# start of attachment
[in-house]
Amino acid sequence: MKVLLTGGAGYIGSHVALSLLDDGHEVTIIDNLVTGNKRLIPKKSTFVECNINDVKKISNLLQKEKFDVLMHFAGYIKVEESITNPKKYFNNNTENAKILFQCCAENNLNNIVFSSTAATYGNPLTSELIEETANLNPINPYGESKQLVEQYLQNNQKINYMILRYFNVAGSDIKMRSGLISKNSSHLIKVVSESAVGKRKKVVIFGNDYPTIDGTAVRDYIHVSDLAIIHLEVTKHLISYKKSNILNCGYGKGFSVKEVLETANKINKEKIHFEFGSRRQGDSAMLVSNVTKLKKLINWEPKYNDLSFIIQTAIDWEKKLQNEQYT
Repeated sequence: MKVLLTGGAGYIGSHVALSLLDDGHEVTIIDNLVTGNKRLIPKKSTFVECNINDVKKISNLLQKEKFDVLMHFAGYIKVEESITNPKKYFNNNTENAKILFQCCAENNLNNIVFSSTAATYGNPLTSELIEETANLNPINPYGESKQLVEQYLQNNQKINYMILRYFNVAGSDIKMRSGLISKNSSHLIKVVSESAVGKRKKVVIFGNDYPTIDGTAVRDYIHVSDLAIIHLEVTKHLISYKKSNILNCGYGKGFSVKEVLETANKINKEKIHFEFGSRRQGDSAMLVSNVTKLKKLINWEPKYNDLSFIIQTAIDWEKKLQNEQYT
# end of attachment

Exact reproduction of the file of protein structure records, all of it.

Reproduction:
[in-house]
Amino acid sequence: MKVLLTGGAGYIGSHVALSLLDDGHEVTIIDNLVTGNKRLIPKKSTFVECNINDVKKISNLLQKEKFDVLMHFAGYIKVEESITNPKKYFNNNTENAKILFQCCAENNLNNIVFSSTAATYGNPLTSELIEETANLNPINPYGESKQLVEQYLQNNQKINYMILRYFNVAGSDIKMRSGLISKNSSHLIKVVSESAVGKRKKVVIFGNDYPTIDGTAVRDYIHVSDLAIIHLEVTKHLISYKKSNILNCGYGKGFSVKEVLETANKINKEKIHFEFGSRRQGDSAMLVSNVTKLKKLINWEPKYNDLSFIIQTAIDWEKKLQNEQYT
Repeated sequence: MKVLLTGGAGYIGSHVALSLLDDGHEVTIIDNLVTGNKRLIPKKSTFVECNINDVKKISNLLQKEKFDVLMHFAGYIKVEESITNPKKYFNNNTENAKILFQCCAENNLNNIVFSSTAATYGNPLTSELIEETANLNPINPYGESKQLVEQYLQNNQKINYMILRYFNVAGSDIKMRSGLISKNSSHLIKVVSESAVGKRKKVVIFGNDYPTIDGTAVRDYIHVSDLAIIHLEVTKHLISYKKSNILNCGYGKGFSVKEVLETANKINKEKIHFEFGSRRQGDSAMLVSNVTKLKKLINWEPKYNDLSFIIQTAIDWEKKLQNEQYT